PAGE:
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This challenge was inspired by, and heavily plagiarized from, Mike Beninghof's article which can be found here.
When the Nazis came to power in 1933, they found that the Reichsmarine had an expansion program already quietly under way. However, the proposed fleet lacked aircraft carriers. Engineer Wilhelm Hadeler, the 36-year-old wunderkind of German naval architects, was tapped to draft a ship to fill this need, and he responded with a plan for a 22,000-ton ship carrying 50 planes. She would carry eight 8-inch guns in casemate mounts set rather low on the hull, later replaced by double mounts with 5.9-inch guns. While Hadeler’s design was somewhat backward in its heavy armament, he foresaw later developments by including a substantial anti-aircraft armament: 10 4.1-inch anti-aircraft guns (Germany did not produce a dual-purpose naval gun until very late in the war) and dozens of small-caliber automatic weapons.
The Anglo-German Naval Agreement of 1935 allowed Germany to build warships adding up to 35 percent of the total British tonnage in each given category, and this caused Hadeler’s design to be shelved. Instead, the Navy now wanted two aircraft carriers of 19,500 tons each, to equal the allowable treaty tonnage. The actual design came in at 23,450 tons. The anti-aircraft armament now became 22 37mm guns and seven, eventually raised to 28, of the same 20mm Oerlikon guns mounted on American carriers (the looming war was already being very good to Swiss arms makers).
Designing a carrier frustrated the new German team, who slipped a couple of engineers into the delegation visiting Britain’s “Navy Week” in 1935. They snapped pictures of the British carrier Glorious and even wrangled a tour of her near-sister Furious. Both ships had short flying-off decks in front of the main flight deck, something missing from Hadeler’s design. The British were already planning to give up this anachronism and mount anti-aircraft weapons there, but the Germans never realized this and fell into disagreement over whether their carrier should have this feature as well.
Some weeks later, this was settled when the Japanese agreed to give a tour of their carrier Akagi and access to their naval architects. Akagi had just been moved into Sasebo Navy Yard to remove her similar flying-off deck and extend her flight and hangar decks forward. Japanese engineers appear to have tried their best to help the Germans, handing over over 100 blueprints of Akagi and apparently of Soryu as well, then under construction in Kure.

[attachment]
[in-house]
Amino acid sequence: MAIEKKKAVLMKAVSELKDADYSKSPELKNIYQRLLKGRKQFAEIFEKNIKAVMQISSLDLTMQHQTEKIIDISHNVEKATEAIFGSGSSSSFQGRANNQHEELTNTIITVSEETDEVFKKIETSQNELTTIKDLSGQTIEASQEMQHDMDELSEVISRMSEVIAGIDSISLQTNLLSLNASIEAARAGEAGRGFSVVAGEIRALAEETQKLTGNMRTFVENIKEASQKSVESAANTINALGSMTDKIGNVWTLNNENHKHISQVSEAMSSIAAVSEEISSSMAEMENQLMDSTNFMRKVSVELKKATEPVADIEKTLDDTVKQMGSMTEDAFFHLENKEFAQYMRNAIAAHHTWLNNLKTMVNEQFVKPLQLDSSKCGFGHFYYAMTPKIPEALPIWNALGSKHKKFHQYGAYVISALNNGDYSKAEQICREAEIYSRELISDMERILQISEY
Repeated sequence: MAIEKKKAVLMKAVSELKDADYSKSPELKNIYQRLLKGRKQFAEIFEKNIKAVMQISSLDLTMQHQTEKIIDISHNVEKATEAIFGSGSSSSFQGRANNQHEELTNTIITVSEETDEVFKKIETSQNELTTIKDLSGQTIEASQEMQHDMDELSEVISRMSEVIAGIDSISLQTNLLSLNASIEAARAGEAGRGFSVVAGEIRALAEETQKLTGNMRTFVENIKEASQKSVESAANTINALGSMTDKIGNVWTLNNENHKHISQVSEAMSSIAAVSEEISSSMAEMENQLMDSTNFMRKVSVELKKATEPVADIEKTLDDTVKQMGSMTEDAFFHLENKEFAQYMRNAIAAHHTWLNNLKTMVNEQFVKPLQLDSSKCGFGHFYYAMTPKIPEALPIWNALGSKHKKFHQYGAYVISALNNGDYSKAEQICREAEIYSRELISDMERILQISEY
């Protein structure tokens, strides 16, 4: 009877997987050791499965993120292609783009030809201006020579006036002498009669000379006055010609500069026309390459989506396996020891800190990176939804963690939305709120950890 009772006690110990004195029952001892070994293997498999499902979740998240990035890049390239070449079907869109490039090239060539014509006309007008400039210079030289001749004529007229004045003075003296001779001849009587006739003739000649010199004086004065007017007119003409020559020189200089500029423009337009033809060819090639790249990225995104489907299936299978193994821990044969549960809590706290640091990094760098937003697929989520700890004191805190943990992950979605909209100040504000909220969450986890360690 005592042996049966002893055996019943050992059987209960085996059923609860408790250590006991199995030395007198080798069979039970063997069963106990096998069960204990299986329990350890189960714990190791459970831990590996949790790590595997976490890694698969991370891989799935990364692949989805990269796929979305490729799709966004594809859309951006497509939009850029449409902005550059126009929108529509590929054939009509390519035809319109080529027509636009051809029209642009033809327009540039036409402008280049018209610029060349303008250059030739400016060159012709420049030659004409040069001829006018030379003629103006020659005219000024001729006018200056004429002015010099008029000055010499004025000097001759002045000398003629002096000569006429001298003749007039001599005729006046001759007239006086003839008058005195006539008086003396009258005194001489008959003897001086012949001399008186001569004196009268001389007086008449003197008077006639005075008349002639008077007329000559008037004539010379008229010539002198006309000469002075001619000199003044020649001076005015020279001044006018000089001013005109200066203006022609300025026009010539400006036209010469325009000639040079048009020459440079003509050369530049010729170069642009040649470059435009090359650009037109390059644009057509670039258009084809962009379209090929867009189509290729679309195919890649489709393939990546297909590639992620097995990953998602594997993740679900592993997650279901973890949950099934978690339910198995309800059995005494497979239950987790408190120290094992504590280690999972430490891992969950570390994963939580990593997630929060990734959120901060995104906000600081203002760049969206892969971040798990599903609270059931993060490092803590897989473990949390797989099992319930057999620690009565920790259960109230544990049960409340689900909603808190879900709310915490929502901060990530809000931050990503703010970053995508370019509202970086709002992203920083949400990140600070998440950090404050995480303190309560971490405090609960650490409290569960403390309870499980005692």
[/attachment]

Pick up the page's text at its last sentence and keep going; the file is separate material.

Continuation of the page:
With these lessons incorporated into the design, Flugzeugträger A began construction (German practice did not recognize “keel laying” as a significant milestone) on 26 December 1936 at Deutsche Werke in Kiel, taking over the slipway cleared three weeks earlier by the launch of the battle cruiser Gneisenau. Per German practice, she did not officially receive a name at first, and was later christened Graf Zeppelin in honor of the developer of airship travel.
Flugzeugträger B (following both Imperial and Weimar practice, the Nazi navy assigned letter codes to additions to fleet strength, and Ersatz or “Replacement” names to those ships replacing old units) began construction in 1938 at Germaniawerft, another private yard in Kiel, on the slipway vacated by the cruiser Prinz Eugen. German engineers planned to build her more slowly than Graf Zeppelin, to take advantage of any lessons learned from building the first carrier. Though never officially named, all understood that this second ship would be called Peter Strasser, after the head of the German Naval Airship Division who died while bombing England in 1918.
Unfortunately, construction of the Peter Straßer stopped in September 1939, due to the Germans allocating resources to some minor conflict in Poland. Yes, that's right... this marks the 75th anniversary of WWII. More importantly, it marks 75 years of not-a-ship.
The Graf Zeppelin was also never complete, and was used as a storage dump for stolen furniture, as well as a barge after it was captured by the Russians.
NO SIGN-UPS REQUIRED - Everyone is eligible!
To sign up all you need to do is join and win at least one game started between September 1 and September 30 with the following settings:
Maps: WWII Poland
Players per game: 3 (Three)
Game Type: Standard
Initial Troops: Automatic
Round Limit: Any
Play Order: Sequential or Freestyle *[See note]*
Spoils: Nuclear or Flat Rate *[See note]*
Special Gameplay: Fog of War (Trench Optional)
Round Length: Casual or speed
- Code: Select all
Nuclear and Sequential must go together (Silver); Flat Rate and Freestyle must go together (Gold)
Nuclear + Freestyle is not valid! Flat Rate and Sequential is not valid!
You need at least 900 points for the Challenge Achievement Medal
If you play 19 games or less then:
Each join (bronze token) is worth 1 point
Each win (gold or silver token) is worth 100 points
If you play 20 games or more then:
Each join (bronze token) is worth 1 points
Each win (gold or silver token) is worth 10 points
At least 3 wins are required from each type of game
The settings that must be present are WWII Poland, 3 player standard, Foggy, Chained, automatic, Sequential and Nuclear or Freestyle and Flat Rate
Please double check and make sure you have all these settings set.
The other settings are open.
Wins will still be counted until October 31.